“The way you cut your meat reflects the way you live.” –Confucius
If Confucius was right, then my mother lived delicately, treading a tightrope as thin as the slices of her twice cooked pork.
When she ate her first American hamburger, she had complained.“Ai ya. Why is the meat so big? With a hulking piece of meat like this no wonder they all in debt. Americans cannot save.”
She told me this while I minced the pork for our dumplings and she rolled the dough. “Thinner, Jian Yang. We are not the barbaric Americans.”
She didn’t intend it, but with those words, the knife I held slashed across my life like the cuts across the pork. In that moment I told myself I am not a barbaric American because I am not an American. My narrative became a relic of my mother’s, two sides of the same page, her side’s ink still impressed on mine.
For five years after that, I remained scared of knives, and my mother cut my meat for me.
“You are what you eat.” –American proverb
“Is that dog food?”
“It can’t be, because Ling Ling doesn’t feed dogs, she eats them.”
That day I went home in tears and asked my mother to pack me a sandwich. I showed her what the pale kids kept inside of their princess lunchboxes—spongy white bread around ham and cheese, a cereal bar, an apple.
“Ah yes, I make for you.”
The next day I found a pork bun in my backpack. I held the baked dough and took a bite. I tasted pork marinated with soy sauce and chives. As I chewed, I hoped the hujiaobing could pass off as a hamburger.
“Ling Ling is eating dog food again.”
“Does that make Ling Ling a dog?”
The day after, there was steamed bun inside my backpack with barbecue pork and black pepper. I looked once at the pearl knot before throwing out the chasiubao. I didn’t eat my lunch the day after, or the day after.
If you are what you eat, I thought, I don’t want to eat Chinese anymore.
And so my transformation began. Everyday at lunch I’d throw out the delicacy my mother had packed. Everyday at dinner I’d pick at my rice while staring at the woman across from me, pockmarked yellow on her cheeks and creased valleys in her forehead. My greatest wish was not to turn out like her.
I thought I had actualized my wish when my skin began to turn translucent from skipping meals. I thought I was becoming white. I started eating nothing altogether, and I became nothing.
Once my mother scolded me for not eating. “Jian Yang, you look like ghost. Eat your noodles and you become yellow again.”
I can’t remember most of what happened next. I remember my tongue, poised like a knife, uttering some ugly sounding words I barely understood. I remember wanting to make her bleed with my words, one cut for each bite of dog food I had endured. I remember pretending she could seep out red on a cutting board, bleeding until we were left colorless.“Chink.”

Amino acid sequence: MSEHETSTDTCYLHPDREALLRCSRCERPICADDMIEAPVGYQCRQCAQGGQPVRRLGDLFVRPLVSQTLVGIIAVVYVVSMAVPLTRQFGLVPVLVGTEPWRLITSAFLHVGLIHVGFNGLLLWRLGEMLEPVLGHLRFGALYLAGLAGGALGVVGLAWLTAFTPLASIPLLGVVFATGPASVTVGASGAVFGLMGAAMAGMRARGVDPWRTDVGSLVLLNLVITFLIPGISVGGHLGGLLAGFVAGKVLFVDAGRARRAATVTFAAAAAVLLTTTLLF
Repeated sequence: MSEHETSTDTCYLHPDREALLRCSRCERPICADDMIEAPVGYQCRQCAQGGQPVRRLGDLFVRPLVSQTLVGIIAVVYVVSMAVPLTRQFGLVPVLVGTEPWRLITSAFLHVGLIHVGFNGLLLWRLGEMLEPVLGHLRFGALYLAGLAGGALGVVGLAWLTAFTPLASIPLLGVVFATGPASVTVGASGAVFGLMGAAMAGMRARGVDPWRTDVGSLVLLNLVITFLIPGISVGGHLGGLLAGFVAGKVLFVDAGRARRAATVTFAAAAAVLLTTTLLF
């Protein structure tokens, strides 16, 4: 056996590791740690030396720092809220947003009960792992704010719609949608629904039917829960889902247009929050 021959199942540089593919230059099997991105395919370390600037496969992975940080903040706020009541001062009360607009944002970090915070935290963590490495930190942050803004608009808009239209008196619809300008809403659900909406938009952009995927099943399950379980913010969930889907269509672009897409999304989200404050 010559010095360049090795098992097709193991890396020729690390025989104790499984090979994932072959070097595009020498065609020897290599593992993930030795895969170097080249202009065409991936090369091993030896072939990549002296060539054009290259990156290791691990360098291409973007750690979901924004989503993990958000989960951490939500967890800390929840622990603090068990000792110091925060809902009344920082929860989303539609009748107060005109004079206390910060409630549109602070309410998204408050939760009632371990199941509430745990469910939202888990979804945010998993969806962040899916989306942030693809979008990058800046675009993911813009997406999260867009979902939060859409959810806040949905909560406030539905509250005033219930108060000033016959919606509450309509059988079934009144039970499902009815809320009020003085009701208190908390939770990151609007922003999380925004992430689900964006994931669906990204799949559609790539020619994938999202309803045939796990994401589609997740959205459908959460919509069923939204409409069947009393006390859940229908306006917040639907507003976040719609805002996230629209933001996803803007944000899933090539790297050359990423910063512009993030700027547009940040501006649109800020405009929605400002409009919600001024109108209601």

“He who takes medicine and neglects diet wastes the skills of the physician.” —Chinese adage
My mother doesn’t cook anymore. Instead, she lays on a red-blanketed bamboo mat in a room brimming verdant. On her desk, an incongruous collection of terracotta cups, holding qi-rectifying rhubarb and shen-calming wolfberry.
The doctor said her condition is too fragile to eat. Strong flavors could disturb her gut, and I should instead blend basic nutrients for her to drink. I promptly replied that he was a fool.
The first time I cooked for her, she was coming back from the hospital. When I saw her, face of mountains reduced to ash, I dropped the plate. She asked what was wrong with me. I told her that my greatest wish was never to turn out like her. She told me that she had shared the same wish.
“You must turn out better than me,” she said.
We ate my meal, pork buns ribbed in ginger, in silence.
“Fashion is in Europe, living is in America, but eating is in China.” —Chinese adage
I saw this scribbled against a dusty window to a grocery store in Chinatown. I don’t know why they say living is in America, because this country killed my mother. She died four months after the pork bun meal—inevitable, the doctor said. The nail salon she labored nine hours a day at had used illegally toxic polishes for years. While she scrubbed counters and coughed chemicals, her liver simply gave out. It was a miracle that she lived as long as she did.
My mother was a failure of an immigrant in most aspects. She stood at the Angel Island bridge seeking freedom, yet each day she beat herself an ocean back, until her vision became a mirage on the horizon. By imagining walls of white supremacy and shadowy businessmen, she trapped herself in a prison of her own making. She never found freedom because she never made it off that bridge.
I live in America, though. For lunch I go out for drinks with my roommates. We catch up on Grey’s Anatomy and someone invites me to a frat party later, which I only pretend to consider.
For dinner I stay home and cut my own meat, a piece for Brooklyn, a piece for Chinatown, for eating, for living. One piece for Jane Young, amateur journalist and cup-pong champion, one piece for Jian Yang, aspiring princess haunted by the paleness of memory. They are the decussations of a third-person America, carved apart by my mother into island pieces long before I realized that action had shattered me.
And so, I reassemble. I take the pieces, toss in a million chili peppers, and sauté in an ocean of soy sauce until they become one and the same.
By Samantha Liu, 16, New Jersey. She adds:“Mother’s Daughter” parallels my two clashing heritages. Having been raised speaking and reading Mandarin Chinese, I was expected to fulfill all the Confucius-esque dreams of my Chinese immigrant mother, whom I ended up resenting more than anything. Through the symbol of food, my story explores my struggle to reconcile these beliefs as I learned to define myself—as Chinese-American, as heterogeneous as food itself.”